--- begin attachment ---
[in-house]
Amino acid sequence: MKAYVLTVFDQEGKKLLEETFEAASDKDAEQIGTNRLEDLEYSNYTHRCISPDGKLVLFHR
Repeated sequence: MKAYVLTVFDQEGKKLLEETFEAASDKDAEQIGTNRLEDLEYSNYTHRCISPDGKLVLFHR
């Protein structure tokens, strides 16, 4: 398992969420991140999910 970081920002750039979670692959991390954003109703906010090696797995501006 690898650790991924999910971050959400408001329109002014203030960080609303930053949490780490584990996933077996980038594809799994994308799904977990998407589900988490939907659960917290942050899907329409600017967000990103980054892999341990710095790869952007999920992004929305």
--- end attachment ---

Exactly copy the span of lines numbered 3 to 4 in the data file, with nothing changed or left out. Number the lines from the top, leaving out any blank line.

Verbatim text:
Repeated sequence: MKAYVLTVFDQEGKKLLEETFEAASDKDAEQIGTNRLEDLEYSNYTHRCISPDGKLVLFHR
């Protein structure tokens, strides 16, 4: 398992969420991140999910 970081920002750039979670692959991390954003109703906010090696797995501006 690898650790991924999910971050959400408001329109002014203030960080609303930053949490780490584990996933077996980038594809799994994308799904977990998407589900988490939907659960917290942050899907329409600017967000990103980054892999341990710095790869952007999920992004929305």